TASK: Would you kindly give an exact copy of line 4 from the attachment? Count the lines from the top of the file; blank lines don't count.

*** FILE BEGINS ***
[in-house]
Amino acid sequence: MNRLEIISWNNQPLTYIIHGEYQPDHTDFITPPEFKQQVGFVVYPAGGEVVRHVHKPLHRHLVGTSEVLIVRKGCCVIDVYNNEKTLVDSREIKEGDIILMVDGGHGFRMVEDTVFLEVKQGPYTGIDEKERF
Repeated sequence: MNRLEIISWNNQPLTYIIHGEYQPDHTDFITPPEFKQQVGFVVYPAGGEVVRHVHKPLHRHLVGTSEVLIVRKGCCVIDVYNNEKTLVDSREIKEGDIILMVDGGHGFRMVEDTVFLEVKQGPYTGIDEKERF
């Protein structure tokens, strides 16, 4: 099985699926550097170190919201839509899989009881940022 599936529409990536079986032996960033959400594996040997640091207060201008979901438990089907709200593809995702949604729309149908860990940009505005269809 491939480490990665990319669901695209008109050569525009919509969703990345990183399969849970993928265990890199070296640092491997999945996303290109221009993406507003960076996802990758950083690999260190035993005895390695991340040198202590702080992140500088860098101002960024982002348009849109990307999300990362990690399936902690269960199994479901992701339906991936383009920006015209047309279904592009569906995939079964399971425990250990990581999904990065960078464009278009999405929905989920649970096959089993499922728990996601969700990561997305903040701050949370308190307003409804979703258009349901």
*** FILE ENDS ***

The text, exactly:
């Protein structure tokens, strides 16, 4: 099985699926550097170190919201839509899989009881940022 599936529409990536079986032996960033959400594996040997640091207060201008979901438990089907709200593809995702949604729309149908860990940009505005269809 491939480490990665990319669901695209008109050569525009919509969703990345990183399969849970993928265990890199070296640092491997999945996303290109221009993406507003960076996802990758950083690999260190035993005895390695991340040198202590702080992140500088860098101002960024982002348009849109990307999300990362990690399936902690269960199994479901992701339906991936383009920006015209047309279904592009569906995939079964399971425990250990990581999904990065960078464009278009999405929905989920649970096959089993499922728990996601969700990561997305903040701050949370308190307003409804979703258009349901």